You should also be ensuring the same for the communal areas, which is everyone’s essential path to safety in the event of an evacuation. Something as simple as a pram blocking a stairwell can create havoc in the wrong circumstances.

4. Maintenance of Fire Safety Equipment 

Fire panel being maintained by a WFP engineer

Depending on the building, you may have a variety of fire safety equipment used to either help detect or fight a fire.

From sprinkler systems and dry risers to fire alarmsfire extinguishers, fire doors and emergency lighting – whatever combination of these your building has, they all require essential maintenance either on an annual or six-monthly basis.

Each property should have a smoke detector (usually mains connected), triggering when smoke is detected within the confines of that home), however some buildings also have a communal fire alarm system whereby additional detection and/or sounders are places within the properties to alert people as to when there is a fire elsewhere in the building – particularly if the evacuation strategy has changed.

Your engineers’ reports should be kept safely as these are evidence of your due diligence in carrying out these maintenance services; and, as with Fire Risk Assessments, any remediation should be acted upon to ensure these systems/products stay functional and have prolonged longevity. 

5. Fire Safety Signage & Fire Action Plans

Fire action safety sign

Fire safety is a responsibility not just for property managers, but the tenants, too. Everyone living there has a vested interest in keeping themselves and their neighbours safe.

This is made easier, of course, when everyone is clear about where the exits are and what they need to do if a fire breaks out.

Emergency lighting is also key here as, in the event of a power failure, these guide the way to safety.

Signage is probably the easiest aspect to get right, so there’s no real excuse not to do it.

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Your Evacuation Procedures/Fire Action Plan should be noted on a communal notice board, along with an assembly point (usually outside in a car park), so that everyone is clear on what they need to do. Any Personal Emergency Evacuation Plans (PEEPs) for vulnerable persons, such as the elderly or disabled, should also be catered to.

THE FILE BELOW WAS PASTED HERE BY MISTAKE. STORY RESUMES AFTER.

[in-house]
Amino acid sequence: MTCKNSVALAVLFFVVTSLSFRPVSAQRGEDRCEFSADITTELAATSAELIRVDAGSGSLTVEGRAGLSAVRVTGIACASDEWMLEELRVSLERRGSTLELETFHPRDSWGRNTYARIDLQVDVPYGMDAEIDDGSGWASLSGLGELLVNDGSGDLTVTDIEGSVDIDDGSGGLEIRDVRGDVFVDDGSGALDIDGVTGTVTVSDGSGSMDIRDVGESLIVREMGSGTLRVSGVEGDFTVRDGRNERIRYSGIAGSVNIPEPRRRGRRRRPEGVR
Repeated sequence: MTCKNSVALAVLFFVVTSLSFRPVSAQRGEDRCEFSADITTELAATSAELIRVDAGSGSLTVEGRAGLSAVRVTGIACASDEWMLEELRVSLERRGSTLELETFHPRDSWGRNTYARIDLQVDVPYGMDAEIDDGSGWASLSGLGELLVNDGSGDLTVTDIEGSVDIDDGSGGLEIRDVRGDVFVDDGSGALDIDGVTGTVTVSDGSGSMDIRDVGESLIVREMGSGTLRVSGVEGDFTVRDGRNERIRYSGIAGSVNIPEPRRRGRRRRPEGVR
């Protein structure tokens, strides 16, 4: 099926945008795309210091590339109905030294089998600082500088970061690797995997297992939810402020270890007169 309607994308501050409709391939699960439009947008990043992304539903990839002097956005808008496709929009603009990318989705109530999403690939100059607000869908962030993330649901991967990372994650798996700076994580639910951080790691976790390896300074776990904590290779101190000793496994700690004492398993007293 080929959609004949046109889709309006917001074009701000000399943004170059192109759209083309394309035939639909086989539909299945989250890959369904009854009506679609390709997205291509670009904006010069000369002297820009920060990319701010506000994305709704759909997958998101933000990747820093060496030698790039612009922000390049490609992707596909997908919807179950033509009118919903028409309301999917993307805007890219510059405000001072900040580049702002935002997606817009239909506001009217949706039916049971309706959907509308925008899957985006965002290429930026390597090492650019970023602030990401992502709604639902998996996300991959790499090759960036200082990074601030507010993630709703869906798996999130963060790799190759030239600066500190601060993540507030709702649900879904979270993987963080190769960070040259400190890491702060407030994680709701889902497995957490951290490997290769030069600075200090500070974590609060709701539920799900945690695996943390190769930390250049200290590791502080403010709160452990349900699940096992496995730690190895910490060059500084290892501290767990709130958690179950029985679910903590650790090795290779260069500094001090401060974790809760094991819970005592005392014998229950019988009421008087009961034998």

You may wish to consult all your residents to ensure the most suitable action plan is implemented. 

6. Fixed Wire Testing (EICR)

Electrician's hand doing fixed wire testing with a mega tester

One of the biggest fails in fire safety is not checking your electrics. Inadequate or faulty electrics are also one of the most common reasons fires start.

Regulations introduced into the private rental sector in 2020 mean that landlords must have their electrical installations checked every five years.

The best way to keep on top of this is to have a Fixed Wire Test, which is sometimes also called simply ‘Electrical Testing’. This provides you with an Electrical Installation Condition Report (EICR) which tells you how satisfactory (and therefore safe) your electrical infrastructure is.

Now that there is a governmental grant opening for landlords to install EV charging points, ensuring there is sufficient power in their buildings should be a top priority. Current isn’t endless; it does have its limits, and if those limits aren’t tested then you can’t be sure your building is safe.

Just like a Fire Risk Assessment, if there are inefficiencies or hazards then this will be made a note of for appropriate action to be taken. 

7. Provide Fire Safety Training for Site Team Members

WFP engineer teaching a customer how to use the fire alarm panel

If your building has a concierge, for example, then that concierge team needs to know the ins-and-outs of what to do to both prevent a fire and how to manage an evacuation if there is one.

Fire Safety Training is essential for anyone involved in the oversight or management of a building to understand how to look out for hazards and how to respond effectively should, for example, the emergency services need to be called out.

I’m sure if everyone knew what a fire door’s job really was, and how the consequences of propping them open stop them from doing that job, no one would be doing it. 

Without the proper advice and education, you wouldn’t necessarily know, and you wouldn’t be eyes open to what could (and does) go wrong.

There may be, also, a fire alarm which needs to be tested every week, or emergency lighting which needs to be tested monthly; something which is often overlooked in between maintenance visits.

It pays dividends to have site staff who are knowledgeable in operating these systems; too often, are people intimidated by fire alarms, when they’re simply there to help save lives.

Our engineers can train site team members during maintenance visits and are all too happy to demonstrate how to conduct weekly/monthly system tests, so do ask! 

8. Don’t Forget About Fire Doors

Fire door blue sign on a wooden door

Fire Doors are what we call “Clark Kents” in fire safety. That is, they sit dormant, discrete, and nondescript most of the time.

Until a fire happens, and then they break out of their shell and become passive safety superheroes.

We’ve seen fire doors propped, painted, damaged and almost falling apart. All of which, basically make it more a hunk of wood than a fire door. 

Click here to read our blog post on what fire doors are and why they’re essential to take care of as part of your fire safety strategy.